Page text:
A close up of seagrass growing out a muddy bank with a large sea star on it.
Long Beach, CA. Image courtesy of Dr. Melissa Ward

Celebrating Seagrass

World Seagrass Day 2024

In celebration of World Seagrass Day, we're highlighting seagrass-focused research conducted by UC Davis graduate students. Meet some of our dedicated scholars and delve into their research, exploring the significance of seagrasses and the implications for marine environments.

Serina Moheed

Ph.D. Student, Stachowicz Lab and Brown Lab, UC Davis Department of Evolution and Ecology

A person in a teal shirt and black BML beanie, holding a tunicate up to their face and smiling for the camera.
Image courtesy of Serina Moheed

Serina monitors seagrass wasting disease in Northern California, and is currently investigating whether there are multiple strains of the slime-mold pathogen present in the Bodega and Tomales Bay estuaries. Seagrasses in these areas are known to be adapted to local temperature and light conditions, and Serina is combining lab and field experiments to understand whether this adaptation extends to protection against local pathogens. As a Nancy Foster Scholar, she works closely with the Greater Farallones National Marine Sanctuary and is hoping to create a map of disease hotspots that managers can use to inform their decisions on choosing donor populations for seagrass restoration projects.

Serina is currently conducting an internship at the California Academy of Science under Dr. Rebecca Albright through the Sustainable Oceans NRT at UC Davis. She is researching the effects of four treatments on coral larvae in the hopes of making them more climate resilient, and is immensely enjoying learning about a new study system and polishing her science communication skills.

A collage of three images showing seagrass experiments.
Images courtesy of Serina Moheed


Elisabeth Sellinger

Ph.D. student, Dr. Tessa Hill’s Ocean Climate Lab, UC Davis Department of Environmental and Planetary Sciences

Two people in life jackets taking a selfie and smiling at the camera with the ocean in the background.
Liyu Mekonnen (left) and Elisabeth Sellinger (right) on a Bodega Marine Laboratory research vessel. Image courtesy of Elisabeth Sellinger

Elisabeth Sellinger is looking at how blue carbon - which is carbon stored in the ocean - differs in natural, degraded, and restored seagrass meadows in Elkhorn Slough and Tomales Bay.

A combination of factors can cause seagrass meadows to deteriorate, including wasting disease, temperature, and human activity. As they degrade, their ability to capture carbon from the water column and store it in their surrounding sediments is compromised. Passive and active restoration strategies can reverse this damage and, in addition to the preservation of natural seagrass meadows, can improve carbon sequestration.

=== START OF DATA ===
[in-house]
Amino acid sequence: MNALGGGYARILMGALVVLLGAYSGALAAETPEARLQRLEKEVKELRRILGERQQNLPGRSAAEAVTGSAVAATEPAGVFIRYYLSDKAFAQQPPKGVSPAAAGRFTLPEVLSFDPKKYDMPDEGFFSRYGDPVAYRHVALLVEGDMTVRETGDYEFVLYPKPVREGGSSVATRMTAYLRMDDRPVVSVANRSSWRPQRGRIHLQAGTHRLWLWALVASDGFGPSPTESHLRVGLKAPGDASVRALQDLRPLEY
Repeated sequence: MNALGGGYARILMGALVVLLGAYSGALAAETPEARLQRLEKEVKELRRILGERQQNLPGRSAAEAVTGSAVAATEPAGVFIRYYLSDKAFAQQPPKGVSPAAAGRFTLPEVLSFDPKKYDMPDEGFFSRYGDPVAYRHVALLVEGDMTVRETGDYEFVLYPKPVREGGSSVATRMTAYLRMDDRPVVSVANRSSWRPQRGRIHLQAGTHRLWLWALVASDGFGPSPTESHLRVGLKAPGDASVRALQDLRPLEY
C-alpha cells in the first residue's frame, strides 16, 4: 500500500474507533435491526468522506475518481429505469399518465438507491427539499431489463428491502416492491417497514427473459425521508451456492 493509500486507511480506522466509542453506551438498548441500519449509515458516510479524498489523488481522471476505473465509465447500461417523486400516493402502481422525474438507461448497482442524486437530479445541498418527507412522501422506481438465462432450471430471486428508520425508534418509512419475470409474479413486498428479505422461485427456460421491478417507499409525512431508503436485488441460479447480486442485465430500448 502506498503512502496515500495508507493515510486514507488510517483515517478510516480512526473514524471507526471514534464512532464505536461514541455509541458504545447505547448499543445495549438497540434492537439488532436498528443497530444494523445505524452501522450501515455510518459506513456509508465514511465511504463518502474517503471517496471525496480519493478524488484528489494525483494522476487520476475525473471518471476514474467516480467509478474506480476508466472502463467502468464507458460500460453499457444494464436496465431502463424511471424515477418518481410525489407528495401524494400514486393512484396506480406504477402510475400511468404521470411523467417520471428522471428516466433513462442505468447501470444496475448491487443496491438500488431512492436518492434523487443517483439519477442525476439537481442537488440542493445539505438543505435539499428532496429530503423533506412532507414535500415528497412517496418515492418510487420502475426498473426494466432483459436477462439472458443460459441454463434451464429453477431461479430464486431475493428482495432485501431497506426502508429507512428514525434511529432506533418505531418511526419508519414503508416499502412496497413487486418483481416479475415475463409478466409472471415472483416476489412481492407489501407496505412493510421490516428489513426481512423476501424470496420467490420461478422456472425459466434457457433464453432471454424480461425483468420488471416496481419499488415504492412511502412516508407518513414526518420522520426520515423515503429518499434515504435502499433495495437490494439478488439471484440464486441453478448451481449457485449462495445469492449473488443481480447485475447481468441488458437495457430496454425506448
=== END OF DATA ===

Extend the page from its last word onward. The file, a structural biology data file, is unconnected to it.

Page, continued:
Working with the Monterey Bay and Greater Farallones National Marine Sanctuaries allows Elisabeth to dive into community based approaches to scientific exploration, and she hopes to continue to expand these connections as she works towards her doctoral degree.

Learn more about her work here: elisabethsellinger.weebly.com

Liyu Mekonnen

Ph.D. student, Dr. Alyssa Griffin’s CHANGE Lab, UC Davis Department of Environmental and Planetary Sciences

A view of seagrasses with a red boat in the background.
Tomales Bay, CA. Image courtesy of Dr. Melissa Ward

What’s the hardest part of working with seagrasses? They tangle up around your feet as you walk through them. Liyu Mekonnen says “You have to brace your core the whole time to keep from falling face down in the mud.”

But sometimes the mud is the most interesting part. Liyu is studying seagrasses and carbon sequestration by looking below the grasses to the sediments underneath. She’s hoping to document how seagrass meadows in different sediment types impact pyrite production and local buffering against the effects of ocean acidification.

Seagrass meadows are found on coasts throughout the world (except in Antarctica), but seagrass meadows in Northern California grow on silica-based sediments, as opposed to carbonate-based, which may impact their vulnerability to ocean acidification. However, the reduction of sulfate paired with the formation of pyrite can increase alkalinity in the sediments, boosting the seagrass meadow’s contribution to coastal carbon storage.

Claire Murphy

Ph.D. student, Stachowicz Lab, UC Davis Department of Evolution and Ecology


Who's coming to dinner? Seagrass meadows offer habitat and refuge for many marine organisms, but that also makes them appealing to a variety of predators. Fish, fowl, decapods, and pinnipeds all frequent seagrasses looking for a meal among the meadows.

Claire Murphy studies tiny crustaceans called amphipods and isopods. They play an important role in the seagrass by grazing on algae that grows on the leaves, allowing the grass to continue to get enough light to photosynthesize and grow. In return, the structure of the grass provides a place to hide from the many fish, bird, and crab predators that may try to eat them.

Claire is interested in how seasonal changes in the structure of seagrass influence how predators and prey interact within it. For part of her work, she has deployed GoPro cameras in seagrass beds around Tomales Bay and Bodega Harbor to see how predator communities change across the year. She reports that it's been a lot of fun and she has seen more animals than she ever imagined she would see using the seagrass as a home.

Primary Category